One relevant dynamic to look at is the TUSD/USDT market — the premium or discount of TrueUSD (TUSD) to Tether (USDT) — on Binance. USDT’s superior liquidity will contribute to it trading at a liquidity premium — that liquidity is valuable to holders of Tether. On the other hand, the market’s skepticism over USDT’s accounting — to what extent Tether is actually fully backed by fiat — likely makes it appear riskier than TUSD from a legal perspective. The price of TUSD in USDT terms is therefore a good way to gauge the market’s perception of how the legal risk compares to the benefits of more liquidity when comparing these two stablecoins. As you can see, in general they trade very close to parity, albeit with periods of time at a small but steady premium or discount.
The distribution of ownership is another interesting variable to explore. At least for TrueUSD, we can see that about 60% of outstanding tokens are held by three wallets which seem to correspond to exchanges: Binance and Bittrex. This is likely being used for trading purposes, like providing liquidity. Dai’s concentration is also quite high, with the top 10 wallets holding over 50% of outstanding supply. Specifically with Dai, if you dig into some of these addresses and their transfer patterns, it looks like many of are related to large MKR holders. This seems to indicate that Dai is primarily being used by people (founders? investors?) within the Maker ecosystem rather than capturing broader adoption. BitShares bitUSD, on the other hand, has the least concentrated ownership as measured by the top 10 holders with only about 30% held by them.
How stable is your stablecoin
When looking at measures of stability, we find it highly correlated with liquidity. However, while Dai and bitUSD have similar volumes and relatively low liquidity, we see bitUSD seems to be significantly less stable. Not only does it have much wider trading ranges (more outliers) but also does not even trade at an average price of $1.00 — the target for a USD stablecoin. This is possibly a result of the unconventional design of the stablecoin — relying on a derivative-like mechanism with an oracle rather than simply having it backed by fiat. Admittedly, Dai also uses a model that is not backed by fiat, although bitUSD’s mechanism is designed in a way where we would expect it to trade at a variable premium to $1.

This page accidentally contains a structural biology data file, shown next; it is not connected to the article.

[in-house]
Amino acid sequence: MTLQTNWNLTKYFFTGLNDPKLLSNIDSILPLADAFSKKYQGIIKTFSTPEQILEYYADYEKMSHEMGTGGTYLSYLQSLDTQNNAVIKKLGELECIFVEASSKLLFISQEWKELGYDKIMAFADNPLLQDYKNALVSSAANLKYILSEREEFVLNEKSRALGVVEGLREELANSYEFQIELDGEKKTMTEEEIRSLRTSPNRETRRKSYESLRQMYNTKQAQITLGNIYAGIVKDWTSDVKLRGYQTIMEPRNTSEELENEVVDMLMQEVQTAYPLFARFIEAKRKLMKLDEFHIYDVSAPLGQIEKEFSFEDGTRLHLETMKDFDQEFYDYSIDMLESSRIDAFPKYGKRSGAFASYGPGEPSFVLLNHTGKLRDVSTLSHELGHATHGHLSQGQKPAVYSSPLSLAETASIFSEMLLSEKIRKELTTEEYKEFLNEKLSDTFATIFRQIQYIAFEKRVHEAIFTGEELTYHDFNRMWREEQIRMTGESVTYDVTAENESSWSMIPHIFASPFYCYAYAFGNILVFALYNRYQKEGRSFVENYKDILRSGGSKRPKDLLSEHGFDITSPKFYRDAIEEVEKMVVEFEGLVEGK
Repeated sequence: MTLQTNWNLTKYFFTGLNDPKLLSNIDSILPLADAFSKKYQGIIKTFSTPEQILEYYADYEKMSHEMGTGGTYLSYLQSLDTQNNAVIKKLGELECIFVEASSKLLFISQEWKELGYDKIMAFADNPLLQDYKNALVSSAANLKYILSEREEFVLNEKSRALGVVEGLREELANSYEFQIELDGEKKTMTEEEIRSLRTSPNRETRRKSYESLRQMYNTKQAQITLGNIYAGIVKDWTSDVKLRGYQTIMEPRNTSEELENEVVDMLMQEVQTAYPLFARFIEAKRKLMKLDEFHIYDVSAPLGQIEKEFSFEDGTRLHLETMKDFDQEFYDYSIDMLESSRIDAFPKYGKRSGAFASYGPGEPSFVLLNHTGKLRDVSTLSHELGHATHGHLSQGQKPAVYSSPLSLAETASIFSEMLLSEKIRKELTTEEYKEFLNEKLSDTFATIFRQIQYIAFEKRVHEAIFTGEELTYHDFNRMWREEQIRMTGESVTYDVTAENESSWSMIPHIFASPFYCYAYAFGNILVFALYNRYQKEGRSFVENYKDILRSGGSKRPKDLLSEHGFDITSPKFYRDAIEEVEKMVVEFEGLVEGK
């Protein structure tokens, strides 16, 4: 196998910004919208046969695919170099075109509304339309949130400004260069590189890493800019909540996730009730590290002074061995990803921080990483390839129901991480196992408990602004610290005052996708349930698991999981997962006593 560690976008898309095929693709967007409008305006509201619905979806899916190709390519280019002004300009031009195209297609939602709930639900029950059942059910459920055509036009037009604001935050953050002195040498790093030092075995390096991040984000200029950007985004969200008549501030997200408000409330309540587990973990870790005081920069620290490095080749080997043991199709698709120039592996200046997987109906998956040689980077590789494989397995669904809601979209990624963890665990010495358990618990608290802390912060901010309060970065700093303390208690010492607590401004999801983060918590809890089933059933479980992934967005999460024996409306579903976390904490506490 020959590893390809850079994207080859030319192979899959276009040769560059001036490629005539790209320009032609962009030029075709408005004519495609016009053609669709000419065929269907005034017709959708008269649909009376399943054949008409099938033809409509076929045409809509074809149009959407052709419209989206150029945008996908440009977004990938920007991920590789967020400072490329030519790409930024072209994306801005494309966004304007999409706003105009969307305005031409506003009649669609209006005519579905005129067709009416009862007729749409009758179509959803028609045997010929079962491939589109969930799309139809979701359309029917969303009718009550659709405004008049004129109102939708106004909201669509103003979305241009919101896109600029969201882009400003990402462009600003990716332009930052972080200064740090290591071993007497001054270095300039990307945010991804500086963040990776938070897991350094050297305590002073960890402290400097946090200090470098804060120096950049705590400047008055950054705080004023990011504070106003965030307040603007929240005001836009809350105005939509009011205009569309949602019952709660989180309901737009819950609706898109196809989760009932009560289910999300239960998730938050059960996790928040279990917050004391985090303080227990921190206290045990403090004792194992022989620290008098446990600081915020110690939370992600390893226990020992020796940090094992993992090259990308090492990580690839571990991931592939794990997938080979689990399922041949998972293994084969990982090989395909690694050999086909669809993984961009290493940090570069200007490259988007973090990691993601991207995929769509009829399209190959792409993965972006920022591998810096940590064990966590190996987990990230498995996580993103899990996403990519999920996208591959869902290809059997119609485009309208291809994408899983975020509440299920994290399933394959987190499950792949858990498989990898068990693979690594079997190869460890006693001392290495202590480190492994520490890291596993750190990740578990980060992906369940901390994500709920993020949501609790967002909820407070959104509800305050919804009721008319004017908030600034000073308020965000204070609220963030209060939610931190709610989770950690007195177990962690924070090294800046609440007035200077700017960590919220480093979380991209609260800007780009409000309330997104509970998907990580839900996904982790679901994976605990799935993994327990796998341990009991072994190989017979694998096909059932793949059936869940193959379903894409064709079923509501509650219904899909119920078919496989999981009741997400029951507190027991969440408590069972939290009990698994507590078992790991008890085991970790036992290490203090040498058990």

Interestingly, BitShares bitCNY (not shown above) has the most volume out of any other stablecoin except for Tether at the moment. Much of this is coming from use as a base pair on the exchange CoinTiger. This traction is especially interesting since the design of the BitShares stablecoin seems less effective than the other forms, as well as the likelihood that the BitShares stablecoins don’t seem to have a concerted liquidity provision effort behind them in the same way that TUSD might. This seems to suggest pent up market demand for a stablecoin targeting Chinese Yuan.
We’ve taken a quick survey of the traction, liquidity, and stability dynamics of the currently active stablecoin projects: Tether (USDT), TrueUSD (TUSD), Dai, and bitUSD. Tether continues to maintain a commendable lead along all metrics, although TUSD has made substantial progress given the short amount of time it has been trading.
Currently, the primary use case of stablecoins is to trade in and out of other cryptos. As a result, minimizing slippage and risk of losses from holding the coin are extremely important. To the extent projects want to compete with Tether for this use case, they will need to figure out how to incentivize extremely liquid secondary markets around a stable price — $1 USD.